Wei is the organiser of the London Camera Club on London Meetup setting monthly ‘missions’ for anyone with a camera (DSLR or automatic) or camera phone to join and practise photography. I had signed up for Mission 6 – Destination Blue hour, for £2, on October 28, 2012, 4:30pm. Our meeting point was Waterloo station, South Bank exit, where we would head towards Hungerford Bridge, Victoria Embankment, Westminster Bridge and walk along the South Bank.

Destination Blue Hour is also referred to by photographers as the ‘Golden Hour’ or ‘Magical Hour’ Wei told us. While many photographers get up early to capture the sun rise, Wei prefers the evening sun: ‘You’ll be able to see blues and oranges in the pale sky against the glow of street lights without any special effects’.

We were told to keep all flashes off and, for those of us with a DSLR, Wei had provided guidelines for experimenting on manual. I chose a low ISO of 100 and, as I don’t have a wide angle lens, a low aperture of F3.5 (and lower), while adjusting shutter speeds of 1/30–1/8–6. I was surprised with the results.

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As nightfell, and so did the rain, our mission changed from Destination Blue Hour to Street Lights & Motion as Wei encouraged us to have fun playing with ISO 100 and very low shutter speeds to capture London’s traffic. I thought my first attempt was a fail, but Wei was delighted with this photo of an invisible bus speeding past…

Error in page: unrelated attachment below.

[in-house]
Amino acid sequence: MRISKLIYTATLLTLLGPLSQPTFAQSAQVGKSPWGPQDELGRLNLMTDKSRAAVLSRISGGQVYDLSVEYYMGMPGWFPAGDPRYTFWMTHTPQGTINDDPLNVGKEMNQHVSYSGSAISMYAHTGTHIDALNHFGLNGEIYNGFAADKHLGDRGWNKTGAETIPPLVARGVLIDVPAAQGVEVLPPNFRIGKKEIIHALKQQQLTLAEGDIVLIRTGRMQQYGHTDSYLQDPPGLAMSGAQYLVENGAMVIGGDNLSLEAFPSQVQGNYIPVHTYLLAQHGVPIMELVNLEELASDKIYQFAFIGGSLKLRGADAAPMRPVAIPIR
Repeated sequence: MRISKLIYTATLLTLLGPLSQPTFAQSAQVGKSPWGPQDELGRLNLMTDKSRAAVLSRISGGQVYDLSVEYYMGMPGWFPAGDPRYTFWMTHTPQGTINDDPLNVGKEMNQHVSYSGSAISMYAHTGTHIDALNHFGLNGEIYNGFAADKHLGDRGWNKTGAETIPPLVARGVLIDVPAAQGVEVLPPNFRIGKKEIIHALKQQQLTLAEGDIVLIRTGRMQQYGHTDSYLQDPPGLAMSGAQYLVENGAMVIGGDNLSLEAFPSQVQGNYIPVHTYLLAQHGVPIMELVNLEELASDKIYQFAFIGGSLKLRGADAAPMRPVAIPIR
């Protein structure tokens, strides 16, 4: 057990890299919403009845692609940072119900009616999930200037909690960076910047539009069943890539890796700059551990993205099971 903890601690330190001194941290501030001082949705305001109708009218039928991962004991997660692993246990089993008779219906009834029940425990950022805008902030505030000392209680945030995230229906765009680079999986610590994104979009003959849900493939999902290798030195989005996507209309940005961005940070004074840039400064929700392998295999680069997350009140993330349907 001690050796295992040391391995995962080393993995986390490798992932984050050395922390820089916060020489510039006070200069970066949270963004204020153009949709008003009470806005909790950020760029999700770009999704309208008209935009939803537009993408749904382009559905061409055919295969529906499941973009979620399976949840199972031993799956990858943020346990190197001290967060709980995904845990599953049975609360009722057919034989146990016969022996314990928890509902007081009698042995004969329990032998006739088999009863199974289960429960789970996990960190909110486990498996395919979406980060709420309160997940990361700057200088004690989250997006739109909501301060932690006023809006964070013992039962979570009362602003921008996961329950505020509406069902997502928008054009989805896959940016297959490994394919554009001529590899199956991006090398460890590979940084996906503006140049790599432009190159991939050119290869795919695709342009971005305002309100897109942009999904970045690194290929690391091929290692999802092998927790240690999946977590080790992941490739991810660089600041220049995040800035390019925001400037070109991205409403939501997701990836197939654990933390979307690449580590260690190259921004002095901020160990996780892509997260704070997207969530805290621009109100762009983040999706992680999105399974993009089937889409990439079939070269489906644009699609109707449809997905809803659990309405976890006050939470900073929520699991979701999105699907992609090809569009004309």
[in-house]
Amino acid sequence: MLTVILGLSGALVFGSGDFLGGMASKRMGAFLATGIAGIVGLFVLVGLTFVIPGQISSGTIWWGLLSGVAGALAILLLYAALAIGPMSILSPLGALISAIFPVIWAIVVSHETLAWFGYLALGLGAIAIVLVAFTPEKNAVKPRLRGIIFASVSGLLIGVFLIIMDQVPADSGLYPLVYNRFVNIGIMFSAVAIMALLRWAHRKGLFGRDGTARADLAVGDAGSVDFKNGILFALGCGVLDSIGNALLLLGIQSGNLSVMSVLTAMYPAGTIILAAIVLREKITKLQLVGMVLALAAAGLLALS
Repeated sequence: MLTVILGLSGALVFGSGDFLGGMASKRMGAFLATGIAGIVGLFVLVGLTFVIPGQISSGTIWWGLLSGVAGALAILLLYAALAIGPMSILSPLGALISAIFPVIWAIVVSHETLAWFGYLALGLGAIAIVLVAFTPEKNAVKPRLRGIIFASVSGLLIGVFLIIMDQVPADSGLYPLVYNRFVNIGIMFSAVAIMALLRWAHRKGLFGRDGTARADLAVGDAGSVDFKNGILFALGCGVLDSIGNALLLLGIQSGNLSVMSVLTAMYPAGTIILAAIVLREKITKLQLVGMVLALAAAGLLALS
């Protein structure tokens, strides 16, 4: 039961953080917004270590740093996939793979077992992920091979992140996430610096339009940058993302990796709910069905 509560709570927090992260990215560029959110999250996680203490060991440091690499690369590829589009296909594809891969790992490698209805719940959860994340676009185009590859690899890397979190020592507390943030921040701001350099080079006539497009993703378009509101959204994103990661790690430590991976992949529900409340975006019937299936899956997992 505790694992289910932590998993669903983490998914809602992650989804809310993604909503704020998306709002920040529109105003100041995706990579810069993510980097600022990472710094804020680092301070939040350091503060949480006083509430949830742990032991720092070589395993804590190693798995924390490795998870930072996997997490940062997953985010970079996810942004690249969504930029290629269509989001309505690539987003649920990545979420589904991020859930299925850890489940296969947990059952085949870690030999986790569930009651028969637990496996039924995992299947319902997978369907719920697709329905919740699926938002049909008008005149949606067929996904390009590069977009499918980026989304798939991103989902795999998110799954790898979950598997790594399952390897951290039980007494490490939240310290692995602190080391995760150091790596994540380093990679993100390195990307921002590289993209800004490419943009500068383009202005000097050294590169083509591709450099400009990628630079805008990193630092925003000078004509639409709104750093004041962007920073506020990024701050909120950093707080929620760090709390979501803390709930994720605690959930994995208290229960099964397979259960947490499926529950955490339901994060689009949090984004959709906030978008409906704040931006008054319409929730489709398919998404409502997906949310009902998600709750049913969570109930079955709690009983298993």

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… so I tried some more…

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It was an amazing tour as I saw London through new eyes. Wei is a fantastic teacher and I highly recommend his camera club and workshops. The evening ended at a pub where we were told to choose one photo to show the group and then have a drink, and a packet of crisps, to share our experiences.

Since then I’ve rarely gone out without my bulky Canon 600D stuffed inside my bag. Wei opened up a whole new world of night photography to me and gave me the confidence to keep my DSLR setting on manual. I’ve tried his techniques many times while out and about. Here’s Tower Bridge at night and a walk along the Thames with a view of the glittering Shard.

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The low ISO and slow shutter speed method works well for darkened interiors I found at the Natural History Museum’s After Hours when visitors can explore the museum in a different light.

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I love London.

And closer to home in the western suburbs of Greater London – a dusky walk at Osterley Park House and Garden provided the opportunity to capture a fair at the mansion and eerie lights across the lake.

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If you live in London and have an interest in photography, I highly recommend Wei’s workshops. Destination Blue Hour 2 is scheduled for 27 October, this time for £2.50!

To find out more about Destination Blue Hour and night photography visit http://www.bluehoursite.com/.

Next post: 26 October ‘What our bees did’